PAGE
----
Following my book-length study of Mary Shelley’s Frankenstein, I decided to undertake a full-blown study of Humphry Davy, who had used the Voltaic battery from 1800 onward to chemically investigate the properties of elements at the Royal Institution (founded 1799), where he had been appointed Professor of Chemistry at 23. His first major discovery at the subterranean laboratory at Albermarle Street in Mayfair was the chemical composition of potassium , and this was followed by other discoveries – sodium, barium etc. But Davy was not only a self-taught scientific genius, he had also written and published poetry before coming to London from Bristol. At Bristol, having been appointed as chief researcher by Dr Thomas Beddoes at his new Pneumatic Institutehe , Davy came into contact with other ‘Romantic’ poets, chief among them, Samuel Taylor Coleridge. Coleridge soon became Davy’s number one fan – and he liked his poetry so much that he suggested to Wordsworth, now living in the Lake District, that Davy should take charge of putting the 2nd edition of their jointly written Lyrical Ballads volume, through the press, Davy being so conveniently near to Joseph Cottle the Bristol publisher. The story of how Davy came to do this for Wordsworth, both having agreed to the arrangement, and also how in turn Wordsworth was inspired enough by this rising star of British science to make a U-turn in his attitudes and write a new lengthy section about what science could herald, is the subject of ‘Humphry Davy and William Wordsworth: A Mutual Influence’. I am very glad to say that following its publication in Spring 2012, the essay became one of the three most downloaded essays from the Romanticism website over the following year. Some kind of recommendation, I hope!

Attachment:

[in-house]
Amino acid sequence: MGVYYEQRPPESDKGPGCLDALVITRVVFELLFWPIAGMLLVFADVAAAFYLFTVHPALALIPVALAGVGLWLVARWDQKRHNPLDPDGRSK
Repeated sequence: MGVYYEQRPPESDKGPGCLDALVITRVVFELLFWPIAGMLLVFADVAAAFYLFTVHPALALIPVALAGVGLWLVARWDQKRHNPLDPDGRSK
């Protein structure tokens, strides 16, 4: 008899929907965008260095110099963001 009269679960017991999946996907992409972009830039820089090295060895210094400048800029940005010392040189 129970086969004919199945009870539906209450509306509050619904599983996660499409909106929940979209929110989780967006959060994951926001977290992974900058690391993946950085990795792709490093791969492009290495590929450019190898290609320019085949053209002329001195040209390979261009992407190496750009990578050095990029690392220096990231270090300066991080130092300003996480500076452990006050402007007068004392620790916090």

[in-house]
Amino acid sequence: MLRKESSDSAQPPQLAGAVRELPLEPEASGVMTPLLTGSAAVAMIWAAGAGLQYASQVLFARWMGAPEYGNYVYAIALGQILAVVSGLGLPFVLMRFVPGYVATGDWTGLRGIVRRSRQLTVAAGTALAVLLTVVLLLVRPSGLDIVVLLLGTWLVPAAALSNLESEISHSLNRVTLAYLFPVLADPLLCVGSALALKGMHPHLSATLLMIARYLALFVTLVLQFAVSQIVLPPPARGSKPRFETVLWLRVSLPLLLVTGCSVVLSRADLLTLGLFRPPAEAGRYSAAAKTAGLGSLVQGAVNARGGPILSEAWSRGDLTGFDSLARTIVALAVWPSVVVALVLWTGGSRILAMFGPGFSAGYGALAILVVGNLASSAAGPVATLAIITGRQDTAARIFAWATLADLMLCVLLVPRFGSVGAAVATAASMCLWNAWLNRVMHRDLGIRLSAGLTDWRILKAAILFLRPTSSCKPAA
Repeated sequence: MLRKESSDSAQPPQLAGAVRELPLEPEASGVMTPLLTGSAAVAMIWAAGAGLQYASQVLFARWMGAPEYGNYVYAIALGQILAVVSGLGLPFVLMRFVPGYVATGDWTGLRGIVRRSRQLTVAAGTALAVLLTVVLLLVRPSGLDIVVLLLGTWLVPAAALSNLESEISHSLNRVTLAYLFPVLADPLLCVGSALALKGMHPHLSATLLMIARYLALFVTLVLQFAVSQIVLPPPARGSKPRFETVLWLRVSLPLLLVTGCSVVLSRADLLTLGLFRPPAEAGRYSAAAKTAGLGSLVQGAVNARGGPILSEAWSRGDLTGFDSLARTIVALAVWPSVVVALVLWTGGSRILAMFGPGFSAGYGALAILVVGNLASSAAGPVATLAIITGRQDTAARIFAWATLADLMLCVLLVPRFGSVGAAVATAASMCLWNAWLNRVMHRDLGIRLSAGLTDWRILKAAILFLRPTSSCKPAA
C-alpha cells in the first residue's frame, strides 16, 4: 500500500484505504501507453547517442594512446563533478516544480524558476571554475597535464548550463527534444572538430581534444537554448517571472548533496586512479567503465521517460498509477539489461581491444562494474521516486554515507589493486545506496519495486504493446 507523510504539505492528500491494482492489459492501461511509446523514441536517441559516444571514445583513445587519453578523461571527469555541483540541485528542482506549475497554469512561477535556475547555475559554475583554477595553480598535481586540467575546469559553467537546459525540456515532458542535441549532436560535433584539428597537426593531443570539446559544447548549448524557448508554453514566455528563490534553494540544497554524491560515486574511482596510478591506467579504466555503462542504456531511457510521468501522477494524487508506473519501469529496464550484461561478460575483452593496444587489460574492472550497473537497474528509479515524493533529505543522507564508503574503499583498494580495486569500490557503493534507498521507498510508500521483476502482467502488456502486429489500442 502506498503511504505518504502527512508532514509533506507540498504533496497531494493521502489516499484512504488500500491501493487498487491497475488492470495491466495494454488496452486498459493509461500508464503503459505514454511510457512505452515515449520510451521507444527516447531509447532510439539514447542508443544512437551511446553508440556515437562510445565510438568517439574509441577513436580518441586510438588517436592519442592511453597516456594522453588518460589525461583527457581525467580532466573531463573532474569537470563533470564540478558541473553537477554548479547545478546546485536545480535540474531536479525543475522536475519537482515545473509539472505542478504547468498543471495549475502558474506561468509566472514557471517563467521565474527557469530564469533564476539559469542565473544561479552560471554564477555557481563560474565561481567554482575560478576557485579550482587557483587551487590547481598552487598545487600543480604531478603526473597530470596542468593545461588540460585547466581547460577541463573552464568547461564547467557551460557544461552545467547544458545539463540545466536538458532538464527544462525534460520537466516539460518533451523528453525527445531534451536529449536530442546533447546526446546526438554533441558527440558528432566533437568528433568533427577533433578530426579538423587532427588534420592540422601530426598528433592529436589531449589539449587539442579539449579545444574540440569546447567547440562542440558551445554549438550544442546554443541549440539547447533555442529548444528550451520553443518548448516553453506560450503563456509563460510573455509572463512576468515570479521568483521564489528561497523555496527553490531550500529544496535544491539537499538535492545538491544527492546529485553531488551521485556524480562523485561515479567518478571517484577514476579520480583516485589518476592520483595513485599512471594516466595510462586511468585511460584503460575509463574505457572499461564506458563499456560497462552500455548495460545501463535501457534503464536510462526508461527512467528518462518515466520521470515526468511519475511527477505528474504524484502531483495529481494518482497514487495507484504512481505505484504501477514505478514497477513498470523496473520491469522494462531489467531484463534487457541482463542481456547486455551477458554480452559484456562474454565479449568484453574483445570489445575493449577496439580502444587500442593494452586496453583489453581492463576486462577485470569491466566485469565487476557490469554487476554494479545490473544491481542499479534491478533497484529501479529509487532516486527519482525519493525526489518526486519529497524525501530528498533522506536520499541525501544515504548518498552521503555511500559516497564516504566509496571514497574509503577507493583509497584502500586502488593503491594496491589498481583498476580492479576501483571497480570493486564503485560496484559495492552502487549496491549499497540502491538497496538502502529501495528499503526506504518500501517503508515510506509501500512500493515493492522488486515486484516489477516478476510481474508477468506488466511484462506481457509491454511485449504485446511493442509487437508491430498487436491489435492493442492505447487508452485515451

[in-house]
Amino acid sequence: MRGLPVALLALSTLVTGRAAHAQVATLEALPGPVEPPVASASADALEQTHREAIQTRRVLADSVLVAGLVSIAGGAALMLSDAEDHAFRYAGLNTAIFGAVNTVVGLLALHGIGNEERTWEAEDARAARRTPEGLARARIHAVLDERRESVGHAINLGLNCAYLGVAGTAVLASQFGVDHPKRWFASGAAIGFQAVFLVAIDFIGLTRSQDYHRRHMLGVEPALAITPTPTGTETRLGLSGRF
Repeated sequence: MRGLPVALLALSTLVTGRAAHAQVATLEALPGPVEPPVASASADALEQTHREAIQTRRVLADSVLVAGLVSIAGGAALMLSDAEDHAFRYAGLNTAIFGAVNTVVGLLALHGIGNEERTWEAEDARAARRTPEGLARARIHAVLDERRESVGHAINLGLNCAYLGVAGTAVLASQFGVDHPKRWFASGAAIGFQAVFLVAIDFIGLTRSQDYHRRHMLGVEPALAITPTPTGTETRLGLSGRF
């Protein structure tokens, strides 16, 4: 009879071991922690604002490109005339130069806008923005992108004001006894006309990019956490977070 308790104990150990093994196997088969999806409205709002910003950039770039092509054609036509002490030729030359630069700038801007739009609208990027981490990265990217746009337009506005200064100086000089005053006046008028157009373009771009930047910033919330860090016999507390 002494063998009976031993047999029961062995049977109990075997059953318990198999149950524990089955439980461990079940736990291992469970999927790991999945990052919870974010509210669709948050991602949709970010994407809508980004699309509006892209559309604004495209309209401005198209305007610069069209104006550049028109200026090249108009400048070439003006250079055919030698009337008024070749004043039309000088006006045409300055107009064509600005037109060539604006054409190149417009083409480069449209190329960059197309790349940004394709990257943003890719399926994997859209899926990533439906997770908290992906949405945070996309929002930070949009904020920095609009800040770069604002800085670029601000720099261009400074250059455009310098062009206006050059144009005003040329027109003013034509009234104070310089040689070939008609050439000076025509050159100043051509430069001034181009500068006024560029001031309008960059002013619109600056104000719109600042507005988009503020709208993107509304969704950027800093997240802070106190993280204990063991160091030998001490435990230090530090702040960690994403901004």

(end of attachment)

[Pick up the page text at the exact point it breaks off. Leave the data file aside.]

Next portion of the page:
Access this essay by clicking on: http://www.euppublishing.com/doi/abs/10.3366/rom.2012.0061
If you are unable to access it, email me and I will send you a pdf of the essay.